San Bernardino County Gives Patients New Online Center

June 23, 2006
San Bernardino County Sun

SAN BERNARDINO, Calif. – Modern technology is hardly the first thing one associates with mental illness. But this week's debut of a Web site specific to mental health in San Bernardino County could make the internet the main source of help.

The Network of Care, a free site at www.sanbernardino.networkofcare.org, offers visitors information and local resources, as well as a password-protected folder to keep information about diagnoses, medications and hospitalization.

"It's just monumental. There's been nothing like this before," said Rebecca Vasquez, who oversees the site's local content for the county Department of Behavioral Health.

Until now, resources and information given to clients have been on paper or in booklets that take months to prepare and are outdated even before they can be distributed, she said.

The Web site is only about 30 percent complete, but Vasquez said it will continue to expand and be updated regularly.

Doris Turner, president of the San Bernardino-area chapter of the National Alliance on Mental Illness, said the site will be especially useful for families of mentally ill people who reach out to her for help and advice.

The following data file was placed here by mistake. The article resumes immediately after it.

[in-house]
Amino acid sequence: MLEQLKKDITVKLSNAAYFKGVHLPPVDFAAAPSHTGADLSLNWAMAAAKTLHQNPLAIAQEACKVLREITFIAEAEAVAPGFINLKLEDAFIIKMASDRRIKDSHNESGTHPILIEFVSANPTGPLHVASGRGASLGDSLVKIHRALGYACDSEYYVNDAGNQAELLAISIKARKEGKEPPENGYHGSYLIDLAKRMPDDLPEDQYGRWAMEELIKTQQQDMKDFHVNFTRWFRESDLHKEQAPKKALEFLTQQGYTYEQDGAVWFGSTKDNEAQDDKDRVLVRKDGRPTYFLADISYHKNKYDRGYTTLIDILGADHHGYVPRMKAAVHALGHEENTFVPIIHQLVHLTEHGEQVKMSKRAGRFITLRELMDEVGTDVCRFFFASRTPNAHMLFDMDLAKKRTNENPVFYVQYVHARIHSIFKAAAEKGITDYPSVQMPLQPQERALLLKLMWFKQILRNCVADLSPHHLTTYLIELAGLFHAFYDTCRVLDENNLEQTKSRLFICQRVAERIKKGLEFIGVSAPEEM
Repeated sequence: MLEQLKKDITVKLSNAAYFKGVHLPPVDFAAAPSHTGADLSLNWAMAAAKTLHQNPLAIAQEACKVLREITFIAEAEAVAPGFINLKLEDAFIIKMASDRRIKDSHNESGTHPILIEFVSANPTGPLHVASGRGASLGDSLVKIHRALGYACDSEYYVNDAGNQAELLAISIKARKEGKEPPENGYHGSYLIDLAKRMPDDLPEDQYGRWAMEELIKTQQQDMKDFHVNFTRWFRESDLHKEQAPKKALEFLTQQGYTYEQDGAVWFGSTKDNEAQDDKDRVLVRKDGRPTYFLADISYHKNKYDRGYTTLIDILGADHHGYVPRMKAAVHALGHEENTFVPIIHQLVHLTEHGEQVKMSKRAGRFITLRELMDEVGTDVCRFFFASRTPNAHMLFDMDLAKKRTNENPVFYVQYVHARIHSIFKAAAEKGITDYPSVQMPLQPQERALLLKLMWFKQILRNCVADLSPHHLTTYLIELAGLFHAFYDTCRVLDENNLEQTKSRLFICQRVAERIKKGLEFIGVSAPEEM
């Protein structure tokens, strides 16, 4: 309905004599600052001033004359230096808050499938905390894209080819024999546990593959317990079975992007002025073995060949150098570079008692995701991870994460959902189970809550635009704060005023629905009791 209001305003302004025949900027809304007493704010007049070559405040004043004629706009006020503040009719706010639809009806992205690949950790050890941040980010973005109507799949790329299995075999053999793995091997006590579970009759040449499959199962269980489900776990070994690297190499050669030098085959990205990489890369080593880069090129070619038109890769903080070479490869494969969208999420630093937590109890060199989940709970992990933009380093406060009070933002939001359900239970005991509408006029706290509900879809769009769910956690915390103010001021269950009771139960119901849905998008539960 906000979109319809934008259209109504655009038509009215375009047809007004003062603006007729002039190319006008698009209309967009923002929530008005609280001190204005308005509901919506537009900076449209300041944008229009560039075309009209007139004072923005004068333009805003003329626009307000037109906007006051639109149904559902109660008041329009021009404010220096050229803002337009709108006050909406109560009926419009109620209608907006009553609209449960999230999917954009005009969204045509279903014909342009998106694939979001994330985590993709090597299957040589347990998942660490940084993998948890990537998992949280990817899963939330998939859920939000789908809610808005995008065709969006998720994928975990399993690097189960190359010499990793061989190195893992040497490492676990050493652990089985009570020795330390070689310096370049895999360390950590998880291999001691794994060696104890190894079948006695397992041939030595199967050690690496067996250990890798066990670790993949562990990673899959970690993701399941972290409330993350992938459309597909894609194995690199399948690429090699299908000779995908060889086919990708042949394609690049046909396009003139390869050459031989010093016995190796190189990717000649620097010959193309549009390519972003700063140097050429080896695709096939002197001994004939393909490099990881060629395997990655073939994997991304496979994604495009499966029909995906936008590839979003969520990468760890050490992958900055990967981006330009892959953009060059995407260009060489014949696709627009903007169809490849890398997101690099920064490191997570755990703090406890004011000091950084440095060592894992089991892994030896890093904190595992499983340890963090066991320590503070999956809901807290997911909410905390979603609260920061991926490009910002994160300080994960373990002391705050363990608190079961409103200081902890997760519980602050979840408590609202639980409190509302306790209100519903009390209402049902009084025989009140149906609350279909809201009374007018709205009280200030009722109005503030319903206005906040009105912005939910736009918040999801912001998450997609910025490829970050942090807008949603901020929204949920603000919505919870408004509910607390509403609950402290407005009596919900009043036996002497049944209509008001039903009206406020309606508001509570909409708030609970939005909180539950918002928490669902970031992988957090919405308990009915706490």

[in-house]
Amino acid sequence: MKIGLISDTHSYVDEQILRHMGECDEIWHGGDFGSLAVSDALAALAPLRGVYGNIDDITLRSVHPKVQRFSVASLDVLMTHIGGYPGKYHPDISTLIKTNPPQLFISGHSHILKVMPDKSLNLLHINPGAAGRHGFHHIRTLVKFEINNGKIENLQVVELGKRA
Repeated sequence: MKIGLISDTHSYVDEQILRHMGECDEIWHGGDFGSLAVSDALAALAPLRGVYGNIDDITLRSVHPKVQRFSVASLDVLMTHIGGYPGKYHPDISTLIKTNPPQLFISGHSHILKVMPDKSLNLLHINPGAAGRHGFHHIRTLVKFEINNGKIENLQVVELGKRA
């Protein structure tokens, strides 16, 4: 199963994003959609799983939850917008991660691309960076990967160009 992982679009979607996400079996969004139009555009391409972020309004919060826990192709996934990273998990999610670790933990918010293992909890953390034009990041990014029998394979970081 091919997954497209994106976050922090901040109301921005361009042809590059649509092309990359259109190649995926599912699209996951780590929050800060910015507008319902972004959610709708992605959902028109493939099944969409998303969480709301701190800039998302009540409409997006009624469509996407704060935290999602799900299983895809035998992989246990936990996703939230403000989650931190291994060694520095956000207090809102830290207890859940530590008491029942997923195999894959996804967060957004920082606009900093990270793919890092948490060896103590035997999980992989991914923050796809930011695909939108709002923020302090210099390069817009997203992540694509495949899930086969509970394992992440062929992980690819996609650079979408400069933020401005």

But Sharon Bouwman, 57, of Ontario, who said she receives help from the county for depression and "a little paranoia," doesn't trust the internet.

"I don't like my name floating out there," she said as she sat in the waiting room at the county Behavioral Health Resource Center in Rialto.

There is also no reason for her to keep a formal list of her medications and medical information because, she said, pointing to her head, "it's all up here."

If she changed her mind, though, Bouwman said her sister lives next door and has a computer she can use.

Such reluctance was initially a concern, but officials were surprised by how many people eventually embraced the system, said Bruce Bronzan, founder of Trilogy Integrated Resources in San Rafael, which developed the Network of Care.

"We've all learned a lesson from this: not to underestimate the mentally ill," he said. "The vast majority use the internet. The truth is most of our society, even the poor, now are online."

If San Diego County's site is any indication, San Bernardino County's will become a widely used resource.

San Diego County's site went online in 2003 and now gets more visitors than all other county mental-health services combined, Bronzan said.

Half of the visitors are clients and their caregivers, and the rest are primarily agencies and case managers, he said.

The Network of Care is supported by money from Proposition 63, a voter-approved state initiative that is funding improvements to the mental-health system in order to reach the undertreated population.